Adidas ‘speed factory’ and Nike distribution centre in Belgium designed around a sustainable supply chain. Sustainability highlighted as a clear market trend. Wealth of brands are offering it, with sustainable fashion being seen as a desirable option – with Emma Watson’s eco-friendly fashion style to Patagonia’s dedication to ensuring a small as possible environmental footprint. Sustainable innovation the biggest trend in industry (Eva Kruse, CEO Global Fashion Agenda), this is a business development, cheaper for brands – aim to use less water, less resources + improve living conditions.
Fashion is following the footsteps of food in the sense that people are wanting to know where it is coming from. Customers want to understand what they are eating but also where it is coming from and how it was produced. Transparency within the supply chain is something that the fashion industry is slowly catching on to.
‘Only way that the industry can change on an international level is by being transparent + admitting the challenges’
Woke Models – activism as the latest fashion trend:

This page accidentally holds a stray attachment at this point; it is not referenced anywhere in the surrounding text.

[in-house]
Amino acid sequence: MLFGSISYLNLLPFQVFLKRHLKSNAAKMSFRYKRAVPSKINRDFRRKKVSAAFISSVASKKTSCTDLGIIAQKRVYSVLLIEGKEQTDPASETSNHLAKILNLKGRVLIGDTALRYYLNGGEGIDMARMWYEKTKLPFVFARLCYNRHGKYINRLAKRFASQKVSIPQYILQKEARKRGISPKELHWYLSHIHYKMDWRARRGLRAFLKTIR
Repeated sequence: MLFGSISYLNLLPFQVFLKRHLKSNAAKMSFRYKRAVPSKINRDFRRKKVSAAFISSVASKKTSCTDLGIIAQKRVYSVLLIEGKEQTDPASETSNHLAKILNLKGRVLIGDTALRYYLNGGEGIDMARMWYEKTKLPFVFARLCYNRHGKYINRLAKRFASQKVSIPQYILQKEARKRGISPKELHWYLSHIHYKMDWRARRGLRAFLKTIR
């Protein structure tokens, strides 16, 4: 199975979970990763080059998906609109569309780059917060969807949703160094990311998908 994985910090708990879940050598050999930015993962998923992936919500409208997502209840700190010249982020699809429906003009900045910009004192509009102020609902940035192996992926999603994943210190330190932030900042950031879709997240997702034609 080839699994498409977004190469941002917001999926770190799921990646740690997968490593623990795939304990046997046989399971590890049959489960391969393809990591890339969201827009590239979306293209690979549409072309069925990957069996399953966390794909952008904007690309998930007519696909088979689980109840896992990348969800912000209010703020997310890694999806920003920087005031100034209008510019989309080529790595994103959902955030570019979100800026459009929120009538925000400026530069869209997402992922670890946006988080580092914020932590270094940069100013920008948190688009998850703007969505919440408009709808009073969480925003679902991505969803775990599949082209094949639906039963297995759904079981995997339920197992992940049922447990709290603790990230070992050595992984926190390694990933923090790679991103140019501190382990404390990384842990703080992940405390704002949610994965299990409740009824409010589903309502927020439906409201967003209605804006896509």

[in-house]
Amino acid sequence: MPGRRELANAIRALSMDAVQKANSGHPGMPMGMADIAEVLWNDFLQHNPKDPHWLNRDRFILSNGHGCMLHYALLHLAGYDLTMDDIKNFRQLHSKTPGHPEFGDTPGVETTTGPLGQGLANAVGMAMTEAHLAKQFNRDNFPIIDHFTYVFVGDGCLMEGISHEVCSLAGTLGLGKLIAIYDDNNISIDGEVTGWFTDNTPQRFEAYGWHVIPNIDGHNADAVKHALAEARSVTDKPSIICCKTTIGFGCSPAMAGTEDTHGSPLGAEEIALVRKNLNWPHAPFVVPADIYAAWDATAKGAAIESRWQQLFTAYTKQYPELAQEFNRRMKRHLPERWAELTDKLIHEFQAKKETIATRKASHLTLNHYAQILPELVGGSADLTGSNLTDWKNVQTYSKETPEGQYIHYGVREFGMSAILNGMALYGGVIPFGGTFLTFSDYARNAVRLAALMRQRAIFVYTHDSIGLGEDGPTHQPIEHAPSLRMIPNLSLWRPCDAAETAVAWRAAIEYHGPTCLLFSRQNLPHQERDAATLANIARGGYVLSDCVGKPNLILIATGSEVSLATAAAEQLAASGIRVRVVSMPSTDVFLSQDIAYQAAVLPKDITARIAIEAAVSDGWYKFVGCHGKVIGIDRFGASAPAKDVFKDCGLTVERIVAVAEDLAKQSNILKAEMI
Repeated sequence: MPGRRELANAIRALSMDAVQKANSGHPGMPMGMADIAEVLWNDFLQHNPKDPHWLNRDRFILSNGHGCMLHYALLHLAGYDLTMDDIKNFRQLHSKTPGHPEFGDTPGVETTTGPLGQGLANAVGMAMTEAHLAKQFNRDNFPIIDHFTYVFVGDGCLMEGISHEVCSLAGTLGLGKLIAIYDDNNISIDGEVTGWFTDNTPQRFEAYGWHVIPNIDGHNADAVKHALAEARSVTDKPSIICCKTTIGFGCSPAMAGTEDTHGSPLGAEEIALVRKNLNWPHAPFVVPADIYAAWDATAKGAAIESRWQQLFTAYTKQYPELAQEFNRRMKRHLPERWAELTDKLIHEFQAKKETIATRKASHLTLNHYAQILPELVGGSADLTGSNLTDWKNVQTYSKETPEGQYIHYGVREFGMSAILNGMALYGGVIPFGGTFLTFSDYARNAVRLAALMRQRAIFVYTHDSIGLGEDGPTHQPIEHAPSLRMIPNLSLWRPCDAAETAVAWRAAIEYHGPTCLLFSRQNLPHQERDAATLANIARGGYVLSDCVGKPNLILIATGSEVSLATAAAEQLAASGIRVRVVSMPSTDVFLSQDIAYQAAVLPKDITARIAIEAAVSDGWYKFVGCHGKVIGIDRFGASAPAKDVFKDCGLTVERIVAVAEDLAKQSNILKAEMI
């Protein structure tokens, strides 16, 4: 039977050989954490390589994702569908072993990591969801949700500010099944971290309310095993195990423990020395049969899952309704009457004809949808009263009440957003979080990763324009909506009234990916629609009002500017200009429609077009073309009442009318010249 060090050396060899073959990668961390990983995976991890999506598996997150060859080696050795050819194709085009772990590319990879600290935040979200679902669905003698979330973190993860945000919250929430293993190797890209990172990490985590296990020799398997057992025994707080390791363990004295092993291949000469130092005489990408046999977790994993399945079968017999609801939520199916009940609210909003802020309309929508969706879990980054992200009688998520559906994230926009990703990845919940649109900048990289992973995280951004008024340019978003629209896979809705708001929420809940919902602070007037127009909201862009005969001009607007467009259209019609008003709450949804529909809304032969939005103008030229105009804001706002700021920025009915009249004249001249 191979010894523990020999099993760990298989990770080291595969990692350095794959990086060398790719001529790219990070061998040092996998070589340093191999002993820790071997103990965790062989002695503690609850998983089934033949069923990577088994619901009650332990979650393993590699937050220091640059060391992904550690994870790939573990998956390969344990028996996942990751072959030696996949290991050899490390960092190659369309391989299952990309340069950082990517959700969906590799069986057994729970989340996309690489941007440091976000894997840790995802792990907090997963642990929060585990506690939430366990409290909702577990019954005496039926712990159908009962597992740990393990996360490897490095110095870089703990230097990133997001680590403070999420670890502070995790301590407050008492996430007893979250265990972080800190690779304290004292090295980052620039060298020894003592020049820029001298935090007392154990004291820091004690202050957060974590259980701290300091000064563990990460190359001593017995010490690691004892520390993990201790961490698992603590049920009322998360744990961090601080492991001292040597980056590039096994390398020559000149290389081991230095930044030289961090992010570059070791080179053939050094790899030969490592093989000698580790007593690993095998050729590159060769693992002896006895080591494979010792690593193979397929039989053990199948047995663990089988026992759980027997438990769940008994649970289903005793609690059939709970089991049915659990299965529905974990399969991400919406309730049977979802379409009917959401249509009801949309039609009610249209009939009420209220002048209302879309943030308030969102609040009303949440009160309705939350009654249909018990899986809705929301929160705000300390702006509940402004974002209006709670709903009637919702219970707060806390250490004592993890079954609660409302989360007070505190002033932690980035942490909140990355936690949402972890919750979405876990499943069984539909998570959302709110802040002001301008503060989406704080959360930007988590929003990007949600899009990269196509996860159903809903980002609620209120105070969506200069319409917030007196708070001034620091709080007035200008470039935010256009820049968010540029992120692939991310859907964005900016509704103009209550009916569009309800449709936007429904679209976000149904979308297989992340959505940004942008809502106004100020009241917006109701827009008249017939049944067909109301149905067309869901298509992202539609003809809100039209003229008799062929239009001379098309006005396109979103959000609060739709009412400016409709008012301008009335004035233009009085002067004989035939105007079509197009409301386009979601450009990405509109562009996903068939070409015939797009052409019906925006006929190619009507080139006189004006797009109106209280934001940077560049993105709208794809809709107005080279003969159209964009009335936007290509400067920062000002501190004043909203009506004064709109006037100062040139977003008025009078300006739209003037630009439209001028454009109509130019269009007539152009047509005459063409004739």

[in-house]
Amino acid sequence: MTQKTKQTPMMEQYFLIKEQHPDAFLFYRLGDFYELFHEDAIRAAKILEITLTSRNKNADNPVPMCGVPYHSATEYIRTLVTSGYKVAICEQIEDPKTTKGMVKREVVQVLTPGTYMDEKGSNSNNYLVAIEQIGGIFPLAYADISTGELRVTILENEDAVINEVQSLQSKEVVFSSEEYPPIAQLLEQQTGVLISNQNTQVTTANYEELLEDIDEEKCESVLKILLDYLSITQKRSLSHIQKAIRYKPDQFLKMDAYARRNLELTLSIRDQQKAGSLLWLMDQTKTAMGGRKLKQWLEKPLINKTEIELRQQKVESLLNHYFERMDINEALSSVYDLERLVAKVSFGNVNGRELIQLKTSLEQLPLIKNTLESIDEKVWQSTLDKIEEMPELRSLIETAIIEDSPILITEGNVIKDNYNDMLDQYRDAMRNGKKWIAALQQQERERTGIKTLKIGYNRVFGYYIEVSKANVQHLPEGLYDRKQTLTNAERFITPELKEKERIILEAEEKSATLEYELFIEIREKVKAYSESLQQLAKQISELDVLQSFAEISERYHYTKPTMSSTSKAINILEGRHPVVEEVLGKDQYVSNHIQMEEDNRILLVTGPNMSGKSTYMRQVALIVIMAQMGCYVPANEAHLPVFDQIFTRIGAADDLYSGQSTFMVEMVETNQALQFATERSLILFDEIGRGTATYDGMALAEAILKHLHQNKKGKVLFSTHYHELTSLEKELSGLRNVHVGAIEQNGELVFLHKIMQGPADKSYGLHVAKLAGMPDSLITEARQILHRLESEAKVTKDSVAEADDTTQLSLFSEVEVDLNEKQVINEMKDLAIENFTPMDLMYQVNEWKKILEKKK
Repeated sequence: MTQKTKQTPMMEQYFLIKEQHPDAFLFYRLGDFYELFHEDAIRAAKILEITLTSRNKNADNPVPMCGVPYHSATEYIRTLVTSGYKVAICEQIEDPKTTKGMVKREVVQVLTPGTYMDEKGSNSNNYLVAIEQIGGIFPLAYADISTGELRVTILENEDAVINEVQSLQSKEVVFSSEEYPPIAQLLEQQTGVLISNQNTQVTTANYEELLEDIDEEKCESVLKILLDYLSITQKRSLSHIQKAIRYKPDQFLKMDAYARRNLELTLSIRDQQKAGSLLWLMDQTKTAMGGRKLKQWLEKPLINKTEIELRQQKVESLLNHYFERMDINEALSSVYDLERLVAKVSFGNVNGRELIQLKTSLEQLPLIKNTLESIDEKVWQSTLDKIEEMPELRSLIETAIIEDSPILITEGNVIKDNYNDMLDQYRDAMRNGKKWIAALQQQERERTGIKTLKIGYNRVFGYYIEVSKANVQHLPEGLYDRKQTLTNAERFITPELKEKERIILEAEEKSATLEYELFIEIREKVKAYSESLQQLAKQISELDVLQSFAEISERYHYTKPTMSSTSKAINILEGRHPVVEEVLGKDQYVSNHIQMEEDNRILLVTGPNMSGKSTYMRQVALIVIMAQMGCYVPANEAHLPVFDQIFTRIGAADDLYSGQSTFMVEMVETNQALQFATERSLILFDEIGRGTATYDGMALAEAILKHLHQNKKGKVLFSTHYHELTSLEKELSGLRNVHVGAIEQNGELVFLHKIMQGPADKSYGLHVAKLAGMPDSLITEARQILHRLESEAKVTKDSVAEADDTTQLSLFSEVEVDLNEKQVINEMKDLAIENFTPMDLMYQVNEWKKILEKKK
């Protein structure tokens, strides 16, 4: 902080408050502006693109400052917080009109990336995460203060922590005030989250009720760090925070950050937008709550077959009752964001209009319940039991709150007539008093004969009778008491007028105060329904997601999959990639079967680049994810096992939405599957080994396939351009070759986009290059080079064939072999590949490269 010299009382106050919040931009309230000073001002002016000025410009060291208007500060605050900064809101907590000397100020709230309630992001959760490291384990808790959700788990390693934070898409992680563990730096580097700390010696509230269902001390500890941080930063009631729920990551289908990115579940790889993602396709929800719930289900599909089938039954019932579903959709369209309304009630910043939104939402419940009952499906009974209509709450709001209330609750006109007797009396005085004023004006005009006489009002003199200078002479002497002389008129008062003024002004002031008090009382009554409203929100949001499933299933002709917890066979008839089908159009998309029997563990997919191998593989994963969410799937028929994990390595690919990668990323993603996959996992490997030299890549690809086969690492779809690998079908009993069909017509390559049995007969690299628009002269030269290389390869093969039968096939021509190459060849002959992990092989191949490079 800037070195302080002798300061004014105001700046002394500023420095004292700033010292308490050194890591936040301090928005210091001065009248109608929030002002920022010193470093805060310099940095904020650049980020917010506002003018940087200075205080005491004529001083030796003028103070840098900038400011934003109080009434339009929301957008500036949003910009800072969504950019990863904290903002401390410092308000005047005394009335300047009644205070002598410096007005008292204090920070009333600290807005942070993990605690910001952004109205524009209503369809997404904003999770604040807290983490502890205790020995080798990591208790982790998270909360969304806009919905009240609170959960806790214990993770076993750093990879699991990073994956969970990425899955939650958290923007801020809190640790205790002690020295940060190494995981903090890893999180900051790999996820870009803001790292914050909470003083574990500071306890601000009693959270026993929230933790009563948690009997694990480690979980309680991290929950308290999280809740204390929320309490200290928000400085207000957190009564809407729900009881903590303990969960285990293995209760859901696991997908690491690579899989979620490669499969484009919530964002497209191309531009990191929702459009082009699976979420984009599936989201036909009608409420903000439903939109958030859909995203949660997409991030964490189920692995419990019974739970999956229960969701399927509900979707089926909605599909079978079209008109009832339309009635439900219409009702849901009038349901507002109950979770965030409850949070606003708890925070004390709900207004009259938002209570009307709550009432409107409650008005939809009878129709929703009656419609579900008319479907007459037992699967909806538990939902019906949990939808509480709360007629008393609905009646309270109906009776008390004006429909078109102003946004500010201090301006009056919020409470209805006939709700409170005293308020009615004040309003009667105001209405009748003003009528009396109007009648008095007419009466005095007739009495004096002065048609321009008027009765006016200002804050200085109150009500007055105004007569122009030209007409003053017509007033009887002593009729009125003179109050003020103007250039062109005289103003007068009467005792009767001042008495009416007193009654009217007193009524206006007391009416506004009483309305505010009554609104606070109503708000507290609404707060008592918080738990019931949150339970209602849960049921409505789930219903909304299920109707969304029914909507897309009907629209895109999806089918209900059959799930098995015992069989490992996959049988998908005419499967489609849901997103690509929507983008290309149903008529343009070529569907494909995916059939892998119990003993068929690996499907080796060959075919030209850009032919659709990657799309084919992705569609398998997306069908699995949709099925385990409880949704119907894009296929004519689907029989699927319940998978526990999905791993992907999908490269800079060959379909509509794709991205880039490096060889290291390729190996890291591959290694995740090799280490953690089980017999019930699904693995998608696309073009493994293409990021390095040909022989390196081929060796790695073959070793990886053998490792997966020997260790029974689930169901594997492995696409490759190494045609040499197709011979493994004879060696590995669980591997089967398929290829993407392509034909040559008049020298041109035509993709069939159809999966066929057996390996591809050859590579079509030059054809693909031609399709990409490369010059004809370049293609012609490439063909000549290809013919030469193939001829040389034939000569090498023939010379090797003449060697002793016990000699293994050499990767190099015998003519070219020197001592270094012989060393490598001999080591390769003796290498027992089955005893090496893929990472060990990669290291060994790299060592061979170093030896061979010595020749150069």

Barriers to sustainable fashion:
Transparency in globalised supply chain isn’t feasible – understanding where every item on a piece of clothing comes from and how it is made, down to the buttons or zipper.
Availability + production of cheap garments affects consumer behaviour even if they want to purchase ethically – lack of knowledge + awareness.
Addiction to fast fashion having grown accustomed to its low prices
Greenwashing – corporations presenting themselves as env conscious however knowingly aren’t – this creates mistrust amongst the consumer. (Therefore big brands aren’t trusted to when they speak of themselves as sustainable, more small company phenonmenon).
Question of why be sustainable? – Consumers have access to different resources – material, human, financial – personal values and beliefs over ow we can be ‘eco’ – Also the issue with the word sustainability because it’s a blanket term for positivity, need to understand that sustainability is more about the process of achieving the end-goal – the perceived difficulty for the consumer of firstly finding sustainable items but then paying more for the item deters many shoppers – Shopper mentality is busy, stressed, craving time for ourselves, we resist change as we love our comfort zone, sustainability comes across as a big commitment, an effort or even a burden. Shoppers need to understand that there is a spectrum and they don’t need to be completely ‘eco’.